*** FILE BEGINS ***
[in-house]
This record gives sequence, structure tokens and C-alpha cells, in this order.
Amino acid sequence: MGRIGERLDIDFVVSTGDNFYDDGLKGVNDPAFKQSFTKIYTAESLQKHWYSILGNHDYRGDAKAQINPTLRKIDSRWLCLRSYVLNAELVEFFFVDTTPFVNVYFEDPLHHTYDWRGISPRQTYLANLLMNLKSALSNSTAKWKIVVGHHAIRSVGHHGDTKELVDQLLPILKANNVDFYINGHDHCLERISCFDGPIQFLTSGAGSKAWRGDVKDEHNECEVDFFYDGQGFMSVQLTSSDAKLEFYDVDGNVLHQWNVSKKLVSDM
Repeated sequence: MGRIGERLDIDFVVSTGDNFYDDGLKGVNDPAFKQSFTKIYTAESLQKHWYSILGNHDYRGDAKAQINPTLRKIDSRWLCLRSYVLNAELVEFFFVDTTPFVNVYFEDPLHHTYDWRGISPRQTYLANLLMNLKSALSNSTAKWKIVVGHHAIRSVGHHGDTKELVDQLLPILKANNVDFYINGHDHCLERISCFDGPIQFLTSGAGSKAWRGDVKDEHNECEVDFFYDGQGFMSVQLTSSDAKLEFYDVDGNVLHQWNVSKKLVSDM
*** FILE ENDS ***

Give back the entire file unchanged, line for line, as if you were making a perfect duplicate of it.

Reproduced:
[in-house]
This record gives sequence, structure tokens and C-alpha cells, in this order.
Amino acid sequence: MGRIGERLDIDFVVSTGDNFYDDGLKGVNDPAFKQSFTKIYTAESLQKHWYSILGNHDYRGDAKAQINPTLRKIDSRWLCLRSYVLNAELVEFFFVDTTPFVNVYFEDPLHHTYDWRGISPRQTYLANLLMNLKSALSNSTAKWKIVVGHHAIRSVGHHGDTKELVDQLLPILKANNVDFYINGHDHCLERISCFDGPIQFLTSGAGSKAWRGDVKDEHNECEVDFFYDGQGFMSVQLTSSDAKLEFYDVDGNVLHQWNVSKKLVSDM
Repeated sequence: MGRIGERLDIDFVVSTGDNFYDDGLKGVNDPAFKQSFTKIYTAESLQKHWYSILGNHDYRGDAKAQINPTLRKIDSRWLCLRSYVLNAELVEFFFVDTTPFVNVYFEDPLHHTYDWRGISPRQTYLANLLMNLKSALSNSTAKWKIVVGHHAIRSVGHHGDTKELVDQLLPILKANNVDFYINGHDHCLERISCFDGPIQFLTSGAGSKAWRGDVKDEHNECEVDFFYDGQGFMSVQLTSSDAKLEFYDVDGNVLHQWNVSKKLVSDM